Cacao: Production and Harvesting

Before it can be made into the products that we like, the Cacao beans have to go through their own process.  Despite the popularity of  Cacao back in the 1500’s and the popularity of chocolate now, this plant is very hard to grow. This is because it only thrives in climates 20 degrees north and south of the equator which means they have to be planted on a larger scale because growing regions are limited.  The illustration below depicts where cacao is produced.

 It must be planted next to taller trees whose leaves will protect it from direct sun and high wind, which makes these areas great for their growth. Cacao needs to be harvested manually in the forest so the use of heavy machinery is a no-no, as the machines will damage the trees and prevent any further growth and seed production.  The seed pods of cacao will first be collected; the beans will be selected and placed in piles and then the cacao beans will then be ready to be shipped to the manufacturer for mass production.

Country

Amount produced

Percentage of world production

Côte d’Ivoire 1.23 million tons 34.7%
Ghana 730 thousand tons 20.6%
Indonesia 490 thousand tons 13.8%
Cameroon 210 thousand tons 5.9%
Nigeria 210 thousand tons 5.9%
Brazil 165 thousand tons

4.7%

This table shows the world’s leaders in Cacao Production.

Cacao goes through three major steps before being manufactured into all the goodies we love today; Harvesting, Fermentation and Drying. The entire process is very labour intensive and is a very delicate one every part of cacao farming is done by hand, not machines. During harvesting the pods are collected into baskets by removing them from the trunk of the tree by hand and with the use of a machete for easy removal and because not all pods are ripen at the same time .

 Cacao Harvest

After pods are collected, they go through a fermentation process where in the end they change from white to brown.  They are sometimes placed in large, shallow, heated trays or covered with large banana leaves on the ground.  If the weather is right they can just be simple heated by the sun, they are stirred periodically so that all the beans can be equally fermented.  The heat of fermentation, which can reach up to 120 degrees, causes the white pulp to melt away from the beans and this process takes about 5 to 8 days to complete.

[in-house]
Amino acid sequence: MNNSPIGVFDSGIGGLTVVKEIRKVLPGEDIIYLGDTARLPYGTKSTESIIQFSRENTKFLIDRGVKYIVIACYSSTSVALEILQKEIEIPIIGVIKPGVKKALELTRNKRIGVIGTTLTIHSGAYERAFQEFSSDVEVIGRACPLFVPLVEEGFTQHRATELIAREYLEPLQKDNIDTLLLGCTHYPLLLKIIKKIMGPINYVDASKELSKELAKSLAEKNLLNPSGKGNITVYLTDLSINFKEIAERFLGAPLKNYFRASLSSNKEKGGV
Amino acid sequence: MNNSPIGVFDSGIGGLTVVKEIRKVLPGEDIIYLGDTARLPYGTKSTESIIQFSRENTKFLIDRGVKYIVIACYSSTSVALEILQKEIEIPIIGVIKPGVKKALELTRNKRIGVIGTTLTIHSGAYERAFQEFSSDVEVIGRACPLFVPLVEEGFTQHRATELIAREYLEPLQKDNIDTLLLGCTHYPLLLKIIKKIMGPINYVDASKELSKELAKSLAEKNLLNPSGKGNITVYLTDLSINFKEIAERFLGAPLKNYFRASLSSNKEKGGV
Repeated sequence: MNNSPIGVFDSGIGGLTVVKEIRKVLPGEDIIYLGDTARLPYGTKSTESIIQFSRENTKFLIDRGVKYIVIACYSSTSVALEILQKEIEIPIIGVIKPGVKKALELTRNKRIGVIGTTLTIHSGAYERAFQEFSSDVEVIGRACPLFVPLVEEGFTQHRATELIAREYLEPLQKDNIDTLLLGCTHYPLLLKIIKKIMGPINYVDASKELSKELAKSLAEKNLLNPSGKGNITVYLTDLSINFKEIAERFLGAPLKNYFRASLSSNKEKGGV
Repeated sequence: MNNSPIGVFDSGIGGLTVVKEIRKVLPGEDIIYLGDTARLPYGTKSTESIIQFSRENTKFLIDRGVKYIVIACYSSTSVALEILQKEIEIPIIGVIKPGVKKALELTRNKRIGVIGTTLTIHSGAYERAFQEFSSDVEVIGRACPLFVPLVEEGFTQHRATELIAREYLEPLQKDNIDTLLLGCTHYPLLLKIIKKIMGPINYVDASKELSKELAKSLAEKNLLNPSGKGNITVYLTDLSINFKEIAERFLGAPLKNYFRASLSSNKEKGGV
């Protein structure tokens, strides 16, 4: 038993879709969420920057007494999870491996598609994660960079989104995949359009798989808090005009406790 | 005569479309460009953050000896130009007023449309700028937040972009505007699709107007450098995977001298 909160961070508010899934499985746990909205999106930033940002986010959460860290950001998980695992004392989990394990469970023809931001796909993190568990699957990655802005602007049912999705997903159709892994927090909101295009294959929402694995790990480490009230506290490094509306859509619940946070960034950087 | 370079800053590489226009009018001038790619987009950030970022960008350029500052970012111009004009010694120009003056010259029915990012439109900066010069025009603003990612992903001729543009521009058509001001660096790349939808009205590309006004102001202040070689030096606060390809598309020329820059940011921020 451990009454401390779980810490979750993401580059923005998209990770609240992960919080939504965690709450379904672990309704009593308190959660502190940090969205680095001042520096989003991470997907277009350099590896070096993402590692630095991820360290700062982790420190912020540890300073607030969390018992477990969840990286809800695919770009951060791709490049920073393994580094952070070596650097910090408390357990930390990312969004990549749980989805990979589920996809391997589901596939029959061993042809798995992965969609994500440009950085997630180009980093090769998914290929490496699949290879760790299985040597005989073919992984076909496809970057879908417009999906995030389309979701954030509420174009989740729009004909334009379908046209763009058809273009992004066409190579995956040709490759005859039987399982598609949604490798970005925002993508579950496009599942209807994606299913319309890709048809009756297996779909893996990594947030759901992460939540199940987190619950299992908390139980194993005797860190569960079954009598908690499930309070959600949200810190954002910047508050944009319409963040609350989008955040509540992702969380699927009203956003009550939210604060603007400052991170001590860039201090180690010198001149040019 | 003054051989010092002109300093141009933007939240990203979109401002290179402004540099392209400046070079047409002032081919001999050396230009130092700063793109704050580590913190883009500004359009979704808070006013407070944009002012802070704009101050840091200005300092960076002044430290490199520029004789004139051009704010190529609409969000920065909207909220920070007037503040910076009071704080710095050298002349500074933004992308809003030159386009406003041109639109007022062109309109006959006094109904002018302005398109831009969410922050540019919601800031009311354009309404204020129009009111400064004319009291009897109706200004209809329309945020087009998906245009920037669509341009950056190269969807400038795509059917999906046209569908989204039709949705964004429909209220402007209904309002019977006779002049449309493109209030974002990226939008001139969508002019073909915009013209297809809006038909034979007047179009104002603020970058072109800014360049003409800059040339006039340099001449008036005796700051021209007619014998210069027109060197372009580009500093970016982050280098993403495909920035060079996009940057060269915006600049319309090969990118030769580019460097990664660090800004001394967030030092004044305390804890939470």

Cacao Fermentation

The final stage before the seeds get shipped of to be come wonderful treats is the drying process.  During this final process the seeds have to be dried so that they can be easily packed and scooped into sacks so that it easy for them to be shipped to the manufacturing factories.  Cacao seeds are laid on bamboo mats so that they can soak up all the warmth from the sun.  If the beans are dried too quickly some of the chemical reactions started in the fermentation process will not be allowed to finish and the beans will taste acidic or bitter and if the drying is too slow, mould and off- flavors can develop.

Drying of the Cacao Beans

Seeds packed in sacks getting ready to be shipped to manufacturing companies.

Once this final process is done, the seeds will be on their way to a manufacturing company to be turned into the wonderful treats that we love.  I would have to give lots of credit to the farmers that make this a profession.  Even though the conditions are not the best and the pay really isn’t much, they make it very possible for us to enjoy cacao beans to their full extent. Long Live Chocolate. 

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